“Thunder High on the Mountain,” easily one of the best tracks, is high indeed, with guitar work that arches long out of sight, only to plunge into darkened valleys with crunchy rhythms and screaming bits of solo work. “Invisible” adds piano to the ambiance of the album, and a prominent bass groove allows Satriani to really grab the listener with fast, high pick-work that (happily) seems to break the early stated goal of staying rooted. “Super Funky Badass,” the longest track, is another welcome departure from the simple plan; more lockstep rhythm from Smith and Hughes lays the groundwork for Satriani to explore the far upper reaches of his imagination. The last gasps of the tune turn into a wall of wailing sound and soloing, with a touch of sadness once the track ends.  

Satriani takes time to nod to his heroes; “Smooth Soul” is a sly nod to Carlos Santana, combining a sultry introduction with a defiant statement of strength and determination, while closer “Forever and Ever” has a clear Hendrix feel to its intro before taking on a loose, jaunty tone.  

An album which will thoroughly please Rock guitar fans, it is one of the most compelling pieces of instrumental Rock records in some time. Hopes are Joe Satriani will put What Happens Next on display at the 2018 G3 Tour featuring himself, Dream Theater’s John Petrucci, and Def Leppard’s Phil Collen which runs now through the end of February. A fun, blistering ride, CrypticRock gives What Happens Next 4.5 out of 5 stars.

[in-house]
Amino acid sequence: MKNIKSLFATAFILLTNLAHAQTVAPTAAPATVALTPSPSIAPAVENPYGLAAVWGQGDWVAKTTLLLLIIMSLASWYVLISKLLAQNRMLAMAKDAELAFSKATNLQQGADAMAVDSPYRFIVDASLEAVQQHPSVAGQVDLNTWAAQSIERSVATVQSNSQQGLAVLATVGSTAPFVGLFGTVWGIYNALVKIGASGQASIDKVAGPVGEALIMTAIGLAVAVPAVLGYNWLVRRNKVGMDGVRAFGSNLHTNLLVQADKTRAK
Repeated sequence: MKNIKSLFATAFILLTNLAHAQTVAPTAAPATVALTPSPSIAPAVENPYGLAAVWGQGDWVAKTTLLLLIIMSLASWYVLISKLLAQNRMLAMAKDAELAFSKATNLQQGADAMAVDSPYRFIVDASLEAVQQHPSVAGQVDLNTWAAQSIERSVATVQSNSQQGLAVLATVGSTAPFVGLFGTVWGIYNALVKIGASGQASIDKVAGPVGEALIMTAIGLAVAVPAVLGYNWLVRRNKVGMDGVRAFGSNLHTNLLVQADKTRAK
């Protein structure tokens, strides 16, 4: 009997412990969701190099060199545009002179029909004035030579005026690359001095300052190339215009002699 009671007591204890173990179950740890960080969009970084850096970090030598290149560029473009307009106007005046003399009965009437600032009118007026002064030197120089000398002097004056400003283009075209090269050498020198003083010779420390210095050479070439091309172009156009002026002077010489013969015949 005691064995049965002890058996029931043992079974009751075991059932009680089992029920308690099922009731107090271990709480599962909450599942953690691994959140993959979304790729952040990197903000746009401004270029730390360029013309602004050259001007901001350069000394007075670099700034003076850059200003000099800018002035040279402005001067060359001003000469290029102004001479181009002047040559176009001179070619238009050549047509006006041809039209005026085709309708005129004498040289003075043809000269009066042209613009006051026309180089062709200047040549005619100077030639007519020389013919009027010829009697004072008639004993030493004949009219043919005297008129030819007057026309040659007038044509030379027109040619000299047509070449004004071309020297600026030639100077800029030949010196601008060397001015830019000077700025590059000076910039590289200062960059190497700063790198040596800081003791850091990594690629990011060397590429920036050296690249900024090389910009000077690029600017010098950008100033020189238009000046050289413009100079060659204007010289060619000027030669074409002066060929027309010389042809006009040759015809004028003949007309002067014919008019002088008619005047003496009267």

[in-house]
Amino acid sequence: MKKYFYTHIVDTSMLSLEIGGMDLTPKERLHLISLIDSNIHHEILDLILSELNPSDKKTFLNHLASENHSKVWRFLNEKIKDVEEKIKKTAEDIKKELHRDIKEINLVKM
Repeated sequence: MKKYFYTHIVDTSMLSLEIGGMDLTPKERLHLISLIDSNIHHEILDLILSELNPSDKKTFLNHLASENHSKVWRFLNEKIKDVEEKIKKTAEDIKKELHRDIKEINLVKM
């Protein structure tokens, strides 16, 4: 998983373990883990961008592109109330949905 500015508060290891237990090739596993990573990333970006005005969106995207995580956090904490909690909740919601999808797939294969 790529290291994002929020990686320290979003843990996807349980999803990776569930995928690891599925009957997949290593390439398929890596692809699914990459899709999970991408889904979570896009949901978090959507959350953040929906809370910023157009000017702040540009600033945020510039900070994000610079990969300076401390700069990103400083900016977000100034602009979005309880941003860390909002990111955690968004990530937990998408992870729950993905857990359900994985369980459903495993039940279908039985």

Purchase What Happens Next:

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  • I’m a huge Satch fan and awaited the release of this album with much anticipation. My expectations were high. Especially after really liking the last 3 albums. Perhaps because of this my expectations were going to be difficult to meet? I don’t know. Whatever..

    I found “What Happens Next” rather disappointing. Yes, it’s all good. It’s well constructed. It’s a diverse collection of ‘catchy’ tunes and some (only some, mind you..) classy guitar craft from Joe. However, the real problem with it for me is that it breaks no new ground. We’ve been to most of these places in some form or other before.

    Furthermore, for my ears at least, there isn’t a single stand-out track on it. I’ve never said that about any of Joe’s earlier works.

    I really wanted it to be great but it just… isn’t….

  • I’ve been listening to Joe since Surfing With The Alien album, and still listening for 30 years now was a kid and I never get fed up with him.

    When a guitarist can separate himself from the thousands of top shelf shredders with a distinct style, sound and unbelievable skill-set as well as song writing talent that speaks for itself, that musician is going to deliver the magic that he’s grown and developed during his career.

    What Happens Next proved that Joe’s music has evolved and not just as a guitar player. He’s one of the few solo guitar players who has been able to speaks to his prowess as a guitar player, but it speaks to his prowess as a songwriter